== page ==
ically known as township 14, range 1. Previous to March,
1839, it was a part of Jackson township. At that time the
northern tier of sections belonged to Gibson township which
extended to the Greenville township line. On April 12, 1848,
Gibson township was thrown into JNIercer county and this tier
of sections added to Mississinawa giving it the proportions
which it now possesses.

Philip Reprogle is said to have been the pioneer settler in
this township, locating in 1833 half a mile east of the present
site of Rose Hill. Joseph and W'illiam Reprogle soon fol-
lowed, settling in this vicinity in 1835. Prominent among
the early settlers were: John B. Anderson. Samuel C. Carter,
David Brooks, John A. ^IcKibben, Hugh McKibben, Wm.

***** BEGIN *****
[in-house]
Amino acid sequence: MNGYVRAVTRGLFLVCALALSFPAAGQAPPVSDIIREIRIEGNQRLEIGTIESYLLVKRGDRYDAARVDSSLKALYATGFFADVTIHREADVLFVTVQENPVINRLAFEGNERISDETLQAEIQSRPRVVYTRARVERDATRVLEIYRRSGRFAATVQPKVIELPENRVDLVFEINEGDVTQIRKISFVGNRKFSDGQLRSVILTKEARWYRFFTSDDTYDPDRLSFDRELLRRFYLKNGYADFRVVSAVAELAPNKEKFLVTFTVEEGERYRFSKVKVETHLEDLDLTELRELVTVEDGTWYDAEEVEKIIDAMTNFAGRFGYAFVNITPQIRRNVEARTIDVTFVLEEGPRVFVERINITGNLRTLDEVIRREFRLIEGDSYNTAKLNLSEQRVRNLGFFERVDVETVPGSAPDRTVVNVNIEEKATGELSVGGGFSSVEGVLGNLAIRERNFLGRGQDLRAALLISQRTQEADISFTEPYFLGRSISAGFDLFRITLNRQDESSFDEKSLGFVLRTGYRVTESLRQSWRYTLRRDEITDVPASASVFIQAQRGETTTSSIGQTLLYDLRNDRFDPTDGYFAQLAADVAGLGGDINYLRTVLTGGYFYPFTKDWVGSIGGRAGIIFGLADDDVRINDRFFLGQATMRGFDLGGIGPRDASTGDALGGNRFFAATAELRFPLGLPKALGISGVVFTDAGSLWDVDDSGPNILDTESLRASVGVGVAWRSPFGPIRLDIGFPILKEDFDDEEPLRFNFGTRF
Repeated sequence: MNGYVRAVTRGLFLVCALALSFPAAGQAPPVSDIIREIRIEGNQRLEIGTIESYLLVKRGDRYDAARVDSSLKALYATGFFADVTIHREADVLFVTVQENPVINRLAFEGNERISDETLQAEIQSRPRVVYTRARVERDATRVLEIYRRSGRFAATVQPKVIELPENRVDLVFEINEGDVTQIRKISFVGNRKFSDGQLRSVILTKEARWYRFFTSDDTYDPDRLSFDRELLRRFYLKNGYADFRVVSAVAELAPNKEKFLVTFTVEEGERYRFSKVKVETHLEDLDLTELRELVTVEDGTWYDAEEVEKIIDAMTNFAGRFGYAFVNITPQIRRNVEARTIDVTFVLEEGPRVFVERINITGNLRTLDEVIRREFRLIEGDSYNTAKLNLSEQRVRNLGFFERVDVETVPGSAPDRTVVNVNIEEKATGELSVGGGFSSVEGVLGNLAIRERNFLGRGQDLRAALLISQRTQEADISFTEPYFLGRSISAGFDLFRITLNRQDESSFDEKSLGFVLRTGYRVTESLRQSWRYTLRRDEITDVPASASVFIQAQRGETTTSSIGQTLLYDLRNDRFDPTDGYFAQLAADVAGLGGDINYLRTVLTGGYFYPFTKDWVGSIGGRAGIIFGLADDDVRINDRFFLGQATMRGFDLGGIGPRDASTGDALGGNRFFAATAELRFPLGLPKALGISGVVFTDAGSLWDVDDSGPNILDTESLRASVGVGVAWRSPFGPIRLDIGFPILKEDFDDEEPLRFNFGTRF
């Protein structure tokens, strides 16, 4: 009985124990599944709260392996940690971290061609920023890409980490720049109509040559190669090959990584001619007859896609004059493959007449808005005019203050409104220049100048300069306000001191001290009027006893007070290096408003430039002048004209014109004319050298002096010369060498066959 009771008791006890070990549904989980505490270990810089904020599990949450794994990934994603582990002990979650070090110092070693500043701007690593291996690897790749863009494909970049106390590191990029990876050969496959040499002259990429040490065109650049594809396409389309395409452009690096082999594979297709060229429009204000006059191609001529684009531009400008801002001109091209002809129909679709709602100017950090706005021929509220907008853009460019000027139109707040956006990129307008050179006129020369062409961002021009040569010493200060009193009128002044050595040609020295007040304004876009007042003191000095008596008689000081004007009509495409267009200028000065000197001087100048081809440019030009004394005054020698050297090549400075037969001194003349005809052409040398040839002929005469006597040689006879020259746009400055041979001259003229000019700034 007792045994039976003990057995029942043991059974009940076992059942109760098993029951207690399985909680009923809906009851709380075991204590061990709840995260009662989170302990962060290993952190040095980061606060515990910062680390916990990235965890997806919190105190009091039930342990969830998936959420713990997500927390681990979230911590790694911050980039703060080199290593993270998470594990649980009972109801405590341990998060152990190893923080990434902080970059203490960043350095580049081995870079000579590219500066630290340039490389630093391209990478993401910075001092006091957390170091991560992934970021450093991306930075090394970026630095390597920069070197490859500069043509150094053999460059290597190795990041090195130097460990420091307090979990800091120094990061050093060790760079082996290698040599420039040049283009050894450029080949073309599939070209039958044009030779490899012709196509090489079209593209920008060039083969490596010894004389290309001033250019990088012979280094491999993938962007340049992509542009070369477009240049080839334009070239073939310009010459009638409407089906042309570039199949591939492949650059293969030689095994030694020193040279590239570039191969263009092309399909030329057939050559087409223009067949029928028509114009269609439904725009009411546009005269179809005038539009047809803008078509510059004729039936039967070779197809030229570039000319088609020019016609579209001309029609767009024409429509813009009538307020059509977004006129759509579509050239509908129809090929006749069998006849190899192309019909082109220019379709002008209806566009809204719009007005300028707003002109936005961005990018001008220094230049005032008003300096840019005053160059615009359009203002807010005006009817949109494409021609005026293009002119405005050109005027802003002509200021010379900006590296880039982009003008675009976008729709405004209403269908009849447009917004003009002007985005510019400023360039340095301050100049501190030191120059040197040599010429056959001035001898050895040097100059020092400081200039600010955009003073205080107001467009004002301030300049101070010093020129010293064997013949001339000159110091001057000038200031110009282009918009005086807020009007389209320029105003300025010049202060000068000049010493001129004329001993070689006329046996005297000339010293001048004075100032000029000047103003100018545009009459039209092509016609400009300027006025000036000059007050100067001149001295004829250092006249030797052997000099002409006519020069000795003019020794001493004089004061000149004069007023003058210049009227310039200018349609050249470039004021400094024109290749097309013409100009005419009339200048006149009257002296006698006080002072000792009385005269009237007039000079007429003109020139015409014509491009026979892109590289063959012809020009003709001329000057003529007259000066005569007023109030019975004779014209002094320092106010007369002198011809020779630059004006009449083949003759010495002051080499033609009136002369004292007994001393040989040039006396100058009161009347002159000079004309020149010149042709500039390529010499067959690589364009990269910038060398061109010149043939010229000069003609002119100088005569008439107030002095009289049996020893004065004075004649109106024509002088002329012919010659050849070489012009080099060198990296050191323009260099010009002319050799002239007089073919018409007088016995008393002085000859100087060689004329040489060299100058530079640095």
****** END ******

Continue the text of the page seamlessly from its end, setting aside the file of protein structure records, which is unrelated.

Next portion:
Van Kirk, Wm. B. Light, Francis Whitaker, E. PI. Fisher and
Mahlon Peters. The Methodists are credited with Ijuilding
the first church, in 1851, near the southern line, a mile and a
half east-of the southwestern corner of the township. There
are now six churches in this township as follows: Fir^^t ]\1. E.
church at Lightsville : First U. B. church at Rose Hill : 'Sit.
Zion near Buck's Corner; Christian in central part; two
Brethren (Progressive Dunkard). The date of the erection of
the first school house is probably unknown. .\t the present
time there are nine rural schools in this township.

The only villages are Lightsville and Rose Hill, both on the
Fort Recovery pike in the southeastern part of the township.
The former was platted by Wm. B. Light in 1874, in section
6. There is a school employing two teachers in this village.
Rose Plill was laid out in 1852 at the joining of sections 14, 13,
22 and 23 on the high ridge of the divide.


This township has the unique distinction of producing more
natural gas than any in the county. In all probability fifty
wells have been drilled within the last six years, mostly by